While the pickleball equipment might seem cheaper in cost. You have to add the cost of the net 8 times out of 10. A pickleball net on Amazon costs around $146. You can check it for yourselves here.

At the end both the sports cost roughly the same, so if you ever have an argument with someone as to which sport is cheaper you can blow them out of the water. Pick tennis without fearing that it will cost you more, the public courts are free, while pickleball courts are part of private clubs and you’ll have to sign up with them to play pickleball.

Getting interested in Tennis and want to figure out the next step? I have a great beginner’s section which goes over all the steps, from picking a tennis racquet to hitting your first serves. I am sure you will enjoy the Beginner’s Section I have made. 

It is Just Plain Old Fun

INTERESTED IN PICKLEBALL? WHY YOU SHOULD TRY TENNIS INSTEAD

Fun is the most subjective thing in the whole world, while someone might enjoy reading a book and they will have fun with that, most teenagers will call that boring and try to play some video games to have fun.

Tennis and pickleball are in the same ballpark. I have a lot of fun with both games but the adrenaline that tennis provides sticks with me a lot longer than pickleball does. I can never get the idea out of my mind that pickleball is mini tennis and tennis is the main domain to have fun. I play with my father pretty regularly and seeing him try to beat me is fun for me and I have fun bashing on his game because I know it inside and out.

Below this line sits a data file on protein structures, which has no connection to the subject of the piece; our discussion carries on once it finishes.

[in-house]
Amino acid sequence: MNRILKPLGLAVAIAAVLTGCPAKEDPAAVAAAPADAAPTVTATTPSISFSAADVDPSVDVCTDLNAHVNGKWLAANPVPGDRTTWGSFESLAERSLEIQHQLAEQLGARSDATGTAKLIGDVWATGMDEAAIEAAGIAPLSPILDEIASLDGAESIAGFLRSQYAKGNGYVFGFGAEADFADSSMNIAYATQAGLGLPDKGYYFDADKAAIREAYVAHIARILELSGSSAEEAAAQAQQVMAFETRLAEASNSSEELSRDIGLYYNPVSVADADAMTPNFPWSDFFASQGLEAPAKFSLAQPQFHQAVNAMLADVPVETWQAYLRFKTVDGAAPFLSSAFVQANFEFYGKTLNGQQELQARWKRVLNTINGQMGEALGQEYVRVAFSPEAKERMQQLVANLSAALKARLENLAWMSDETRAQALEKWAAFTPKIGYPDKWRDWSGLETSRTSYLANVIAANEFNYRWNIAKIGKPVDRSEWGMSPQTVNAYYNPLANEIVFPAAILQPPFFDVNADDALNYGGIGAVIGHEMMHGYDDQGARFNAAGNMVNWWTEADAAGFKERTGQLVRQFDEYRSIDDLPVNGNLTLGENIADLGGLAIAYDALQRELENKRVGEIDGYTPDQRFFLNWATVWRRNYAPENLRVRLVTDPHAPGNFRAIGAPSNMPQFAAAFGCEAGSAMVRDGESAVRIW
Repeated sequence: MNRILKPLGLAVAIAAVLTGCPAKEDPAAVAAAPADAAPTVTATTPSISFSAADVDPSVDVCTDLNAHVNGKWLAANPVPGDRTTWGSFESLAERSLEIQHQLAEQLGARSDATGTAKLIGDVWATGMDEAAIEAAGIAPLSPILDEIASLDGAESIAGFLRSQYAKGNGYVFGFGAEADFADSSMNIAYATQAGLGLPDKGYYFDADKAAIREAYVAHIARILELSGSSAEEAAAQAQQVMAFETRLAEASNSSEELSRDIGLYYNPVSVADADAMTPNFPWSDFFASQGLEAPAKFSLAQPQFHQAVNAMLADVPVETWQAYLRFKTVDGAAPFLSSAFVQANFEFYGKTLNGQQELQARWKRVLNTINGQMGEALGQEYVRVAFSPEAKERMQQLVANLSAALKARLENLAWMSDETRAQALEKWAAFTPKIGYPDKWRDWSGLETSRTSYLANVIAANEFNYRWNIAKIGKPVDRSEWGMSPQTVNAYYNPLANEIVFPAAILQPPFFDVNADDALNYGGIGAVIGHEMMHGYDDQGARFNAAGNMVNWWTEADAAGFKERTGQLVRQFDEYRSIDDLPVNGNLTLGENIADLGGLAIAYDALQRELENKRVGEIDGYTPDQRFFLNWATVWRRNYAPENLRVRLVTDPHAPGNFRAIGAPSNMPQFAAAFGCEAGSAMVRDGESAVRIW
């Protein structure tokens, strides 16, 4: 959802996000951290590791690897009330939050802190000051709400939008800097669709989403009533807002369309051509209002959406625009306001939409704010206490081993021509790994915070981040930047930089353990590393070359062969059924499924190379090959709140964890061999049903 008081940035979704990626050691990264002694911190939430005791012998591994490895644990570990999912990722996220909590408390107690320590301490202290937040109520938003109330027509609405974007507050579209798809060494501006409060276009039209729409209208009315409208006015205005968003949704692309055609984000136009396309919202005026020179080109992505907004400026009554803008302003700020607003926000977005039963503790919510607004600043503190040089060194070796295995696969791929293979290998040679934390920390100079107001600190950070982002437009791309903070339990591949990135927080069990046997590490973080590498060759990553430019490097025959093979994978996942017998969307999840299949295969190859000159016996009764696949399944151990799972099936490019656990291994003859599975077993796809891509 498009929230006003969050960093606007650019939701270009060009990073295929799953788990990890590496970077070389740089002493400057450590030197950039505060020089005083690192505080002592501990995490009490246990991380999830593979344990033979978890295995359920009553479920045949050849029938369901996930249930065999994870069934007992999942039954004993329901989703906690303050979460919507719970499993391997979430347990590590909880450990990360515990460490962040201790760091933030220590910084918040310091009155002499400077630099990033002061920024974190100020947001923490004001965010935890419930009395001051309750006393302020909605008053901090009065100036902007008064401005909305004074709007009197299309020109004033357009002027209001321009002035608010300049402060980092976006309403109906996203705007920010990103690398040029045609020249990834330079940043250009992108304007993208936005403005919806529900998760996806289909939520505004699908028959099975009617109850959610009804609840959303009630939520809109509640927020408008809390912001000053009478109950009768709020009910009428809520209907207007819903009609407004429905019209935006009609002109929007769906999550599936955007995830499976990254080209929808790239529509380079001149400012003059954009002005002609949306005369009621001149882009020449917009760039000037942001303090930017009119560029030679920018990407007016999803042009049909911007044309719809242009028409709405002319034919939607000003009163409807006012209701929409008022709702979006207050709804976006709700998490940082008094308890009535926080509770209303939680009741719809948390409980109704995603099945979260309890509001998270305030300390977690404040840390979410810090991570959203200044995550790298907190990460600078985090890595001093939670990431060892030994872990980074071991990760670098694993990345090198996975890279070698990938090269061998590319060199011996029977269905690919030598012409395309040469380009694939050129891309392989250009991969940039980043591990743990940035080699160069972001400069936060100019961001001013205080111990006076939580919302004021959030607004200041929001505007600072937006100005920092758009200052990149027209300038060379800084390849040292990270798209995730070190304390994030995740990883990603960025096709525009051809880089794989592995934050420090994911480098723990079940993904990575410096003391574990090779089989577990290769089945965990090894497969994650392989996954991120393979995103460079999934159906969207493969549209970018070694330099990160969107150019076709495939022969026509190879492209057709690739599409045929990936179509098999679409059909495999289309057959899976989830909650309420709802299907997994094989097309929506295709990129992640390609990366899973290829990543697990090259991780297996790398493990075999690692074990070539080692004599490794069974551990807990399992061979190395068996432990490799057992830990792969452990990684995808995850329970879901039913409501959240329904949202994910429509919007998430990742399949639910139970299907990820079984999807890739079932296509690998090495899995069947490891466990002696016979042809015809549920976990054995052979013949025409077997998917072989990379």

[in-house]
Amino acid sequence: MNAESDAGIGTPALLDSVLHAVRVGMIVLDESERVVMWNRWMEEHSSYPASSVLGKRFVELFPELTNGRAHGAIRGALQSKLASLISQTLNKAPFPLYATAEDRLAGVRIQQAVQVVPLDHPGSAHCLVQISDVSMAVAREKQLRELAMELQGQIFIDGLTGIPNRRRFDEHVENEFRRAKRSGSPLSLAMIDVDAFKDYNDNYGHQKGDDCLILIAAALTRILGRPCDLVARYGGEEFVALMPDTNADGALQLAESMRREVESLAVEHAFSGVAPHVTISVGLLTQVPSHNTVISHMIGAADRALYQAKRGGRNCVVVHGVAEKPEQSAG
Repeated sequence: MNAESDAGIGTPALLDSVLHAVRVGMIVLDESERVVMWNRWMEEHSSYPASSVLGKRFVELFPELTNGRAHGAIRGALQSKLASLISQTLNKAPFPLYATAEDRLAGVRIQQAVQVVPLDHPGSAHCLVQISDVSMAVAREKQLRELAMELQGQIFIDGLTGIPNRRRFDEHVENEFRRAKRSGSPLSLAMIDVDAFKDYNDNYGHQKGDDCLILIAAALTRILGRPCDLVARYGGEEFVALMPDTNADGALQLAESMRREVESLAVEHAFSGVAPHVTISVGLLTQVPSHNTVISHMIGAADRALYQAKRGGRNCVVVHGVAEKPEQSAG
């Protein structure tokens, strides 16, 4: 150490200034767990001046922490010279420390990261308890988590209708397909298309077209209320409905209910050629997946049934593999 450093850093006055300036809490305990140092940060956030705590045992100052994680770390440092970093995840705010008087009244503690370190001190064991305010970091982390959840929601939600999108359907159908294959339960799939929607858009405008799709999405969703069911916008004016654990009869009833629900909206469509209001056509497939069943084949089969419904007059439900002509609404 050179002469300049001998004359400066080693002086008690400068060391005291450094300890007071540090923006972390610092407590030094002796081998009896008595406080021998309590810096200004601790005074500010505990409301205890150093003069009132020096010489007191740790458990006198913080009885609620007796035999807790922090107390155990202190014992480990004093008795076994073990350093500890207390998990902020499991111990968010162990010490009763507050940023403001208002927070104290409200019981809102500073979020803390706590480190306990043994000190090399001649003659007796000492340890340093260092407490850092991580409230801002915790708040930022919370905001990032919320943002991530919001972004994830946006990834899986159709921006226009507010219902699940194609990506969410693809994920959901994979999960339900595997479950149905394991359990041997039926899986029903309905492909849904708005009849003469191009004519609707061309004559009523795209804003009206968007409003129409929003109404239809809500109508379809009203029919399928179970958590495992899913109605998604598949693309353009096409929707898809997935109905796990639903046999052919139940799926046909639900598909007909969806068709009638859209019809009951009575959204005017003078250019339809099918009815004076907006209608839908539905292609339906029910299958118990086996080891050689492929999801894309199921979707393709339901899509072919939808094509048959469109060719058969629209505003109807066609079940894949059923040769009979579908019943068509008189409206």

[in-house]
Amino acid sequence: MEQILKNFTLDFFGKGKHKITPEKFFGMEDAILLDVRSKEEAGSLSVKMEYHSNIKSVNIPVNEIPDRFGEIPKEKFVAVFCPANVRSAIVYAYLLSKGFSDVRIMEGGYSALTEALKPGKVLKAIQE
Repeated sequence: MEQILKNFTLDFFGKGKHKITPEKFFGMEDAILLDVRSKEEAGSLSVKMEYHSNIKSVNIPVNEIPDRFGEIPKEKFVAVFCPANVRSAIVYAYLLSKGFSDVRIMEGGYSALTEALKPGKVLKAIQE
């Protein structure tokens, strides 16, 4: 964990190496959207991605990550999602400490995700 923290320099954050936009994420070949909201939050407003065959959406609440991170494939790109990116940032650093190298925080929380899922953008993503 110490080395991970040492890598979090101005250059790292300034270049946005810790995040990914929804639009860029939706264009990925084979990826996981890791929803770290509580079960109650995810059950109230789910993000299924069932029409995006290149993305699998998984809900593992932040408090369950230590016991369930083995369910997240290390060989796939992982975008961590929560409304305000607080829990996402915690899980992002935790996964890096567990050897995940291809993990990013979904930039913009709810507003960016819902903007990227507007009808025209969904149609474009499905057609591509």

For me, tennis is fun because I like the competitive spirit of that sport that I simply don’t get while playing pickleball. I invite you to do the same, you will end up having a good time; I’m pretty sure.

The Community

The tennis community is very welcoming, you will find a small and buzzing community in almost all states except for the really cold ones. Playing tennis sucks in cold weather, you need to rent an indoor court with air conditioning and you’ll have to find like-minded people to split the rent and play with you.

States which are great for sports (SC, NC, etc.) can play tennis pretty much throughout the year and have fun. There are a lot of clubs that do not have high fees and you will find countless people that invite you with open arms regardless of skill level. I have been to courts that are split into different categories but as a whole, they are more than friends. The seasoned players give pointers to the beginners; they sometimes even play with them just to give them a taste of how it feels to play with someone way above your category. At the end of the day, they might go for coffee, lunch or dinner just to the end it on a good note.

I personally love the community, it has provided me long lasting friends that always invite me to play whenever I visit their cities. They are extremely caring and I always have a lot of fun with them.

Now that I have gotten you interested in the game, you might have some questions. I will try and answer some of them below but if you have any others you can just mention them in the comments and we can discuss.